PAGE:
And that corresponds exactly to what happens when a client interacts with an SMTP server: SMTP State Diagram

Brass Tacks

Creating a state machine in Python is simple, since Python allows you to pass functions as higher-order objects. The statemachine.py implementation in Mertz's article was done in just a few lines of code. To handle each SMTP node, I defined a series of functions, one for each server response or command. Here are the function prototypes, where the cargo parameter is a tuple, containing both the stream from/to requests are read and responses written, and a dict of data collected from the request:
def greeting (cargo):
def helo (cargo):
def mail (cargo):
def rcpt (cargo):
def data (cargo):
def process (cargo):
The state machine is defined within the SMTPRequestHandler class like this:
class SMTPRequestHandler (SocketServer.StreamRequestHandler):
    def handle (self):
        try:
            m = StateMachine()
            m.add_state('greeting', greeting)
            m.add_state('helo', helo)
            m.add_state('mail', mail)
            m.add_state('rcpt', rcpt)
            m.add_state('data', data)
            m.add_state('process', process)
            m.add_state('done', None, end_state=1)
            m.set_start('greeting')
            m.run((self, {}))
        except Exception, e:
            print e
So that each function knows how to recognize its assigned command, I defined and compiled these regular expressions. These are created as globals, since it's more efficient to initiate them once, and have each subsequent method call use the already-existing version.
import re
helo_pattern = re.compile('^HELO', re.IGNORECASE)
ehlo_pattern = re.compile('^EHLO', re.IGNORECASE)
mail_pattern = re.compile('^MAIL', re.IGNORECASE)
rcpt_pattern = re.compile('^RCPT', re.IGNORECASE)
data_pattern = re.compile('^DATA', re.IGNORECASE)
end_pattern = re.compile('^.$')
The greeting() function, which begins the interaction with the client, sends a simple message and passes control to the helo() function. It looks like this:
def greeting (cargo):
    stream = cargo[0]
    stream.wfile.write('220 localhost SMTP'+cr_lf)
    return ('helo', cargo)
Later in the sequence, the mail() function, which is the first node from which data is collected (in this case, the email address of the sender), is the first to save information in the cargo's dict. It looks like this:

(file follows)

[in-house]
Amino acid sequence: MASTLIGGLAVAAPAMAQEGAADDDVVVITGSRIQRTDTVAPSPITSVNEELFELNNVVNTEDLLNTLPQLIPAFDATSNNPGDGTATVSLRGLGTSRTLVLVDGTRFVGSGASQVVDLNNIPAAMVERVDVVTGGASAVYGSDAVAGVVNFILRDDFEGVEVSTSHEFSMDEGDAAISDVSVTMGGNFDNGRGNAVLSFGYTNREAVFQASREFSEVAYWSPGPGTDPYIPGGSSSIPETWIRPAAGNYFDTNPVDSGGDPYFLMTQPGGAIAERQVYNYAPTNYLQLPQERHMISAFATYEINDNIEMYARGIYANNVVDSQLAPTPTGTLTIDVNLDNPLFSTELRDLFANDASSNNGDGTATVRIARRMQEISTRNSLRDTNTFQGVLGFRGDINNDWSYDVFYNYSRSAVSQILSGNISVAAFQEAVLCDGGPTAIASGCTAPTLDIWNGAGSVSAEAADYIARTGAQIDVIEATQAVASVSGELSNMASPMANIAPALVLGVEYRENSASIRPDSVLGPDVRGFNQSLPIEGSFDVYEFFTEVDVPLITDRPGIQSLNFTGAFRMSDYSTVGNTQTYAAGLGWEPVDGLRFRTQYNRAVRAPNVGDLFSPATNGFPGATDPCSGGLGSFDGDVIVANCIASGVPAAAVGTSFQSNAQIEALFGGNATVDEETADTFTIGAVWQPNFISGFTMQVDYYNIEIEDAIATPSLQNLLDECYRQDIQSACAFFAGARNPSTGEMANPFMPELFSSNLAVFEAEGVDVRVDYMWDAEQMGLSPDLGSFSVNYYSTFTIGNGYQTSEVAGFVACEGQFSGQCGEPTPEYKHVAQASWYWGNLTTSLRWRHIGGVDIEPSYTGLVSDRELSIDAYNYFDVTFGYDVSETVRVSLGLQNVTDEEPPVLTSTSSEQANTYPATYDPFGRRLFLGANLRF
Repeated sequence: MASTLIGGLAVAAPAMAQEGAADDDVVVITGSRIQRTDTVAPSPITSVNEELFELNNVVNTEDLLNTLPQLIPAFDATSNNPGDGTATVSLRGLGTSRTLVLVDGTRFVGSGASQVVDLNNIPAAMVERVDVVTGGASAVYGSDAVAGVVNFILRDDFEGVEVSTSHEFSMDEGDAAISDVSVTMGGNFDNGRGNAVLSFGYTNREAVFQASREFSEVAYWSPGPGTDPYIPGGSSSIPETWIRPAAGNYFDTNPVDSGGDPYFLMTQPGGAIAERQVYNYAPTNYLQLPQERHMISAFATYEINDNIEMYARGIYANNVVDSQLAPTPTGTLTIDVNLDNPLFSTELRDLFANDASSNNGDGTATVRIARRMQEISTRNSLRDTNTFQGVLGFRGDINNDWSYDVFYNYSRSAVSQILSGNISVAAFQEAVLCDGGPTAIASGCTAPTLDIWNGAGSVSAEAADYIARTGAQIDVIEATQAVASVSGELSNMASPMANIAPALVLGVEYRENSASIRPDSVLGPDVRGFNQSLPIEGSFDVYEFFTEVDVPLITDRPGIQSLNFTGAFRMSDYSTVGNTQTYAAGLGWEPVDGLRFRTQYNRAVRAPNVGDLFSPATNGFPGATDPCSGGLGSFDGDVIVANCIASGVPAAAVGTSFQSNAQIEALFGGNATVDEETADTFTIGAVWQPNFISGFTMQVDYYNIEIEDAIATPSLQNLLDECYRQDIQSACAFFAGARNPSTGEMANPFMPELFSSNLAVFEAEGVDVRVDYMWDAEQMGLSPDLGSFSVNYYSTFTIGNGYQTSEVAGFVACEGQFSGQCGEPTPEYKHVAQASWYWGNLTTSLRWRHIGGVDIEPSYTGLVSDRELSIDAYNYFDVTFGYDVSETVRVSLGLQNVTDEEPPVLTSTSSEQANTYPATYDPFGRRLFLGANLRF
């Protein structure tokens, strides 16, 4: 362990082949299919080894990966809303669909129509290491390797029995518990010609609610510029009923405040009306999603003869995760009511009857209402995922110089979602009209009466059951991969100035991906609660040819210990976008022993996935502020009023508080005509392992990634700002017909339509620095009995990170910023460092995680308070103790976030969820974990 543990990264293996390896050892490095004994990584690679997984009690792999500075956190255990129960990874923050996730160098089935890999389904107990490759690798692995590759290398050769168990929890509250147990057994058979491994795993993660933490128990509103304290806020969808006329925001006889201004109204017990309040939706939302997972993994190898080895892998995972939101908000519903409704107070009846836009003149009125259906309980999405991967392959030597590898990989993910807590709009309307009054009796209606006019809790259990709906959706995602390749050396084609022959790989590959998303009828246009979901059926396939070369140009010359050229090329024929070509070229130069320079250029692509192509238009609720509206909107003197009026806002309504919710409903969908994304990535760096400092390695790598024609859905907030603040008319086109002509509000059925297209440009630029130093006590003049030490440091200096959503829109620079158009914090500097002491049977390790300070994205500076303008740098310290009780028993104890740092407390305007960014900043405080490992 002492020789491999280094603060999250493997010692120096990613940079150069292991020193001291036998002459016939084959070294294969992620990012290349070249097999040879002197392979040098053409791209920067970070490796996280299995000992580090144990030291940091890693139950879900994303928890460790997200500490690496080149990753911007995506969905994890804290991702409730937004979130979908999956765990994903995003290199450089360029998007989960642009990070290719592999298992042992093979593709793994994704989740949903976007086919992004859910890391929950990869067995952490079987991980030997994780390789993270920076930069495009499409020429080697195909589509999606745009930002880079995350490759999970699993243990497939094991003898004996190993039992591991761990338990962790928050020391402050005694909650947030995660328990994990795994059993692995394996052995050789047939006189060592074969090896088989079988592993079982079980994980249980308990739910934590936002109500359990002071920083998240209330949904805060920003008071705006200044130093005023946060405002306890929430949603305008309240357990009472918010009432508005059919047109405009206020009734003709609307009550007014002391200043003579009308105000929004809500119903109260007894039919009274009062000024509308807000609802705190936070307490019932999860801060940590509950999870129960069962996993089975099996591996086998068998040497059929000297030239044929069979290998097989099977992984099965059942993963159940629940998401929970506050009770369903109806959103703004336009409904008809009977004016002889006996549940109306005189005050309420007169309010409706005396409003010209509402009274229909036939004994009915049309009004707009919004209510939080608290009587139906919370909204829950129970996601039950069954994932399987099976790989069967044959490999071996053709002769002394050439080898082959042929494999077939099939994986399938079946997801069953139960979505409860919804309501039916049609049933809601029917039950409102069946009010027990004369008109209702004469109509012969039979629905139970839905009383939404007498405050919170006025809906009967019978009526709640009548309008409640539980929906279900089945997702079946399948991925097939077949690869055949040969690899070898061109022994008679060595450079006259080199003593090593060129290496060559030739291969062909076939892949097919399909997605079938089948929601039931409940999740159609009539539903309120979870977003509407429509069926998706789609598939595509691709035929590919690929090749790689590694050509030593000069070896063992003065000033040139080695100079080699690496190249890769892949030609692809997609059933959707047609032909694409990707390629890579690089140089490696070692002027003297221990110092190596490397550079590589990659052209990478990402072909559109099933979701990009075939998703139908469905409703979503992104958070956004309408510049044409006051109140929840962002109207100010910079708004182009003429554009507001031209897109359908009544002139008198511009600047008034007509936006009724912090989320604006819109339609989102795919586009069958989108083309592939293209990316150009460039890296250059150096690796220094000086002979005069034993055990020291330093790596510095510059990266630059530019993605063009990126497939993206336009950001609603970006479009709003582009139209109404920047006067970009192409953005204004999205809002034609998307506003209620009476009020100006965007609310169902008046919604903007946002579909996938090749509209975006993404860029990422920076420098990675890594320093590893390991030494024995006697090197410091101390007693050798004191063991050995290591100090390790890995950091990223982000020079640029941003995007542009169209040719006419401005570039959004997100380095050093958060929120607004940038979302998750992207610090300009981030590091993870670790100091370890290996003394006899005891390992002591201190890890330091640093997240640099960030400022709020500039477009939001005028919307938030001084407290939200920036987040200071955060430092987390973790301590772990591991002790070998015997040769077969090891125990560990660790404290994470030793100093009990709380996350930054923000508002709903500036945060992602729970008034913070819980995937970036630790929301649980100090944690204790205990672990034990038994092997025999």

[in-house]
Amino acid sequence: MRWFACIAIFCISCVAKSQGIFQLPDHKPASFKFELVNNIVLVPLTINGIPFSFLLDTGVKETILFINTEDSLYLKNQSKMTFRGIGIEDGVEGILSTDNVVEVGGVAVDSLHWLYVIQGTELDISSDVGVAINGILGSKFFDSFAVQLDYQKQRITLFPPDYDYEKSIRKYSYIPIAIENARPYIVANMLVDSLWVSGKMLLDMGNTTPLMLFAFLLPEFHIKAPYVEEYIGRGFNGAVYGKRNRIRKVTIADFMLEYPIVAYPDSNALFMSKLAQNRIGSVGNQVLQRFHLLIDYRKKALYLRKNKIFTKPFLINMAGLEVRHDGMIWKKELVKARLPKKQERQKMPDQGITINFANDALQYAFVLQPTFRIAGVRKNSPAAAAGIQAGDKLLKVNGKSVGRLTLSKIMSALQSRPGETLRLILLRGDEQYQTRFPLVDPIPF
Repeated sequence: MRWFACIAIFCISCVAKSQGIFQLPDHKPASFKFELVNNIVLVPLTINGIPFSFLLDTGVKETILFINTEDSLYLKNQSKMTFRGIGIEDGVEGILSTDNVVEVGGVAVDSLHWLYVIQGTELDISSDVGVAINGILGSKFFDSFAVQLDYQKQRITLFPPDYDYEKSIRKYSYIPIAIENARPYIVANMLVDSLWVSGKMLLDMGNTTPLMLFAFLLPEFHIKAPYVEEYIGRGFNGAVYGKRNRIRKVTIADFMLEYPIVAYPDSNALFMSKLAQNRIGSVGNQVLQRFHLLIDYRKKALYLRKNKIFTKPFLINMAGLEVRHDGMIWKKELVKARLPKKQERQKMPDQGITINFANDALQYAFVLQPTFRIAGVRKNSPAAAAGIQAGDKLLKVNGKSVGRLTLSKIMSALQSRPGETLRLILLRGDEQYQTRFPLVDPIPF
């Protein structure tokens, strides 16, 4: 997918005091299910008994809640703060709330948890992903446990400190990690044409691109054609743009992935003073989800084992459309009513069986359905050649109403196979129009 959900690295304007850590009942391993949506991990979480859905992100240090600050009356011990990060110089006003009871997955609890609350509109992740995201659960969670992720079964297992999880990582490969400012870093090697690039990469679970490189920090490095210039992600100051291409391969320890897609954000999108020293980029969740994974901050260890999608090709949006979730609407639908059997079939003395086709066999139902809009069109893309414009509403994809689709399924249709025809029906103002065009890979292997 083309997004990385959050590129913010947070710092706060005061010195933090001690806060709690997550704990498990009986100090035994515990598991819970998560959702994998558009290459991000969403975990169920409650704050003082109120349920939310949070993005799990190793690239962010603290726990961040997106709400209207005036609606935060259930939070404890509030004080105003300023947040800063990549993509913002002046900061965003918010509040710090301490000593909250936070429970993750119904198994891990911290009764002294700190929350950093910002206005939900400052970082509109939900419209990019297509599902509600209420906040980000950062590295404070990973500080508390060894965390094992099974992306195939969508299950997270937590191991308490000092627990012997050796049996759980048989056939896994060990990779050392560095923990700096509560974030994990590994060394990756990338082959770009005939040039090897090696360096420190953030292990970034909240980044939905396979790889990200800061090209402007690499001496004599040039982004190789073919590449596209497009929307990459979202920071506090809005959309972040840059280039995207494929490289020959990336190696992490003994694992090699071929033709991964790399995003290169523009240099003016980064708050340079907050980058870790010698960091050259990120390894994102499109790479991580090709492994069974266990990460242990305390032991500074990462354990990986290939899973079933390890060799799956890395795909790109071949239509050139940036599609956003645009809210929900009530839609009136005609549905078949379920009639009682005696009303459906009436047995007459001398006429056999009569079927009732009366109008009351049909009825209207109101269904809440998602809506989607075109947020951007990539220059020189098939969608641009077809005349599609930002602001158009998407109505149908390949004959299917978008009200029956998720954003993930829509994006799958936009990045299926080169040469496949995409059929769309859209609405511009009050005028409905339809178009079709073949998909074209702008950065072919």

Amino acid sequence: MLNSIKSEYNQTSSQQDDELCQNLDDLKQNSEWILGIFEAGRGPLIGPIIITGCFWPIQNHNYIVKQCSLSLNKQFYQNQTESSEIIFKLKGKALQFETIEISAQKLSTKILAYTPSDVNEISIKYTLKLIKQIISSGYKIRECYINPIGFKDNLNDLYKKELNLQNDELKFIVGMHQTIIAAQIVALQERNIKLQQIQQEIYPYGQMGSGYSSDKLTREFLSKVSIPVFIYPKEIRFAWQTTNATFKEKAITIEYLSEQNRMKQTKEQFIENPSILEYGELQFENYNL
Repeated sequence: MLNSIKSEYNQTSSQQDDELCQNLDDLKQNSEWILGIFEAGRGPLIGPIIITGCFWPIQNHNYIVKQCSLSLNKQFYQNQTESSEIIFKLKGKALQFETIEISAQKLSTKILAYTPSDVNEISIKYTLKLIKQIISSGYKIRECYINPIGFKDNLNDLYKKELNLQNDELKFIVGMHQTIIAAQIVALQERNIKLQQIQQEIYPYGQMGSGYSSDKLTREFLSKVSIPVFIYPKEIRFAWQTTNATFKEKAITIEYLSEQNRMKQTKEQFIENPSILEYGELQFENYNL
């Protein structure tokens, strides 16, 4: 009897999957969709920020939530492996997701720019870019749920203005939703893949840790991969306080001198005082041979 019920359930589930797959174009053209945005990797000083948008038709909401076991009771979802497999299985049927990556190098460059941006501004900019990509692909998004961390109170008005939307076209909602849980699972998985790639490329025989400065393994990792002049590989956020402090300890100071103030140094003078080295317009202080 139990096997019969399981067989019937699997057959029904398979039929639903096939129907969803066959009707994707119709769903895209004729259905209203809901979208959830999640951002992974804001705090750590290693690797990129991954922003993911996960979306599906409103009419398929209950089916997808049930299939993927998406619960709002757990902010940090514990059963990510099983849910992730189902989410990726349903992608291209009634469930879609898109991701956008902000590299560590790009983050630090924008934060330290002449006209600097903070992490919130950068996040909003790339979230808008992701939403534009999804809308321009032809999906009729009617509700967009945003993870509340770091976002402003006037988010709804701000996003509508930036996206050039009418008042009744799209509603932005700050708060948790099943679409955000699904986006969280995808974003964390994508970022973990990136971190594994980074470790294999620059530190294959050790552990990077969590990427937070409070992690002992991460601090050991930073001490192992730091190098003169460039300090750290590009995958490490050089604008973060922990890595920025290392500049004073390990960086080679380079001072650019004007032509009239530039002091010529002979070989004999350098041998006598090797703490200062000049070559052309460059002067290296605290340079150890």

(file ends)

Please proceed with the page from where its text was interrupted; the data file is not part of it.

def mail (cargo):
    stream = cargo[0]
    client_msg = stream.rfile.readline()
    if mail_pattern.search(client_msg):
        sender = get_email_address(client_msg)
        if sender is None:
            stream.wfile.write(bad_request+cr_lf)
            return ('done', cargo)
        else:
            email_data = cargo[1]
            email_data['sender'] = sender
            return ('rcpt', (stream, email_data))
    else:
        stream.wfile.write(bad_request+cr_lf)
        return ('done', cargo)        
Here, if the request is not recognized or invalid, the client sees the bad_request message, and the connection is closed, since control passes to the done end-state. I followed Tyma's example and defined bad_request as "550 No such user" (which, as he notes, is ironic, since Mailinator accepts email sent to any user). It also doesn't conform to the protocol, since I'm supposed to give different error messages at different nodes, but since clients are always disconnected after any type of invalid request, it hardly matters what they see in that scenario. If a client is well-behaved, the final method called is process() which decides what to do with the client's email. The data dict will contain three parameters: 'sender' (the email address of the sender), 'recipients' (a list of email addresses), and 'data' (the contents which followed the DATA command ahead of the final '.').
def process (cargo):
    email_data = cargo[1]
    # do something with the email_data dict here
    return ('done', cargo)
Basically, this is where the data can be saved to disk/db (so that it can be served by a web browser later, e.g.), MIME-parsed (to remove attachments, etc.), or just trashed (if you have reason to believe the sender is a spambot or zombie network, e.g.). Tyma describes various measures for dealing with attacks from spambots and zombies which I haven't implemented here, but would be relatively easy to add to both the data() and process() functions. Obtaining the ip address of the client is done using the stream.client_address[0] attribute.